Clarifying information regarding Medicaid for Georgia residents

Many Georgia elders have meager means with which to provide for their long-term care. It is not uncommon for aging men and women of low income to qualify for Medicaid, a national public health insurance program. Many people confuse this program with this program with Medicare. The latter is also insurance for those age 65 and beyond but does not pertain to income level in any way.

Medicaid involves a partnership between the federal government and individual states. Because state governments retain a lot of control over who is covered, how hospitals are to be paid and other issues, the program varies from state to state even though it is a federally based program. In some states, services, such as dental or eye care, physical therapy or prescription drugs may be covered under Medicaid insurance. 

Research shows that one of the greatest benefits of Medicaid is that recipients do not postpone or go without care because they are worried about cost, as often happens in situations where those in need of medical support are uninsured. In fact, researchers say recipients of this insurance have as much access to care as those who are covered under private insurance packages. Another benefit of the program is that it covers opioid addiction rehabilitation, for which there has been a greatly increased need in in Georgia and throughout the country in recent years.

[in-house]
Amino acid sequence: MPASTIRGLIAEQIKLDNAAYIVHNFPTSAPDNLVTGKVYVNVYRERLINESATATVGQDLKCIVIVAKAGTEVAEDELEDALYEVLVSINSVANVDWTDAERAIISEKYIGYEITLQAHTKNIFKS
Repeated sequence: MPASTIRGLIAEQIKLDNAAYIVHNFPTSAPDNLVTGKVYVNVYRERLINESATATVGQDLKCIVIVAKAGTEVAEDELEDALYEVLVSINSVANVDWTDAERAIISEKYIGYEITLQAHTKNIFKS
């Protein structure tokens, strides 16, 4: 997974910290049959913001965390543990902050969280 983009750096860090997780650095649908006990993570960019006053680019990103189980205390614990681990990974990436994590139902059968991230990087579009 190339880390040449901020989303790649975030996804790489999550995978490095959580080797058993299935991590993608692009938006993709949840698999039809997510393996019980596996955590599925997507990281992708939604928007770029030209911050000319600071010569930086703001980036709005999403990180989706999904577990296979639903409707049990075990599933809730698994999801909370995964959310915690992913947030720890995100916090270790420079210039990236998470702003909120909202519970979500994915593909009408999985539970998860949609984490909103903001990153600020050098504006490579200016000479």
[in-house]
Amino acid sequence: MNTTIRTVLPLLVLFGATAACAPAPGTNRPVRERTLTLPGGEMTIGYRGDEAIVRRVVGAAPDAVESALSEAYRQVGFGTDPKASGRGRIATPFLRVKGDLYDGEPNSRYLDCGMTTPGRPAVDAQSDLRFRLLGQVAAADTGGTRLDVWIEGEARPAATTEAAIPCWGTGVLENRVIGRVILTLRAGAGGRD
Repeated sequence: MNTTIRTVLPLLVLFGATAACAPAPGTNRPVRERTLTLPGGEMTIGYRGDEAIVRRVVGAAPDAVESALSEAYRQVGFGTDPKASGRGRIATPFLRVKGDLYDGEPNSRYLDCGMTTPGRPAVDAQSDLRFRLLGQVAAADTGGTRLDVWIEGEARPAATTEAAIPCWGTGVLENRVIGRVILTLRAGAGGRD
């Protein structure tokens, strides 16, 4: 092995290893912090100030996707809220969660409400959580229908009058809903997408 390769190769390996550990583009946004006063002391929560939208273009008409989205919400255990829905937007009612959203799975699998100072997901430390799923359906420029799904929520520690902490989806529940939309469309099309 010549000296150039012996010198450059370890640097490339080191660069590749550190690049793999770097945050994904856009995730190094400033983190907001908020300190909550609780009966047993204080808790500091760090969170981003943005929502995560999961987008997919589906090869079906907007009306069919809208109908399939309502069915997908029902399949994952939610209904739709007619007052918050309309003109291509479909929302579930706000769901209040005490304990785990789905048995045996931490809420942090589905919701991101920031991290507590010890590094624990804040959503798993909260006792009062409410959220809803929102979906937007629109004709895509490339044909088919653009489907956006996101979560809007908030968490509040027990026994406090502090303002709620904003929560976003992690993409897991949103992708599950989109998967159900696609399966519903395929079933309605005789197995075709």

Medicaid is federally and state financed. A federal formula determines how much financing each state receives. State and federal spending combined was close to $600 billion in 2017. Two-thirds of that spending was for seniors with disabilities. If a Georgia elder has questions regarding Medicaid or other long-term care planning issues, he or she can request a meeting with an experienced elder law attorney to obtain answers.

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Kevin Tharpe

With 25 years of experience, Kevin understands how estate planning, special needs planning, and government benefits programs work together. This is a crucial element of a thorough plan. He explains your eligibility for benefits programs and ensures that you do not make costly mistakes that may disqualify you or deplete your assets.

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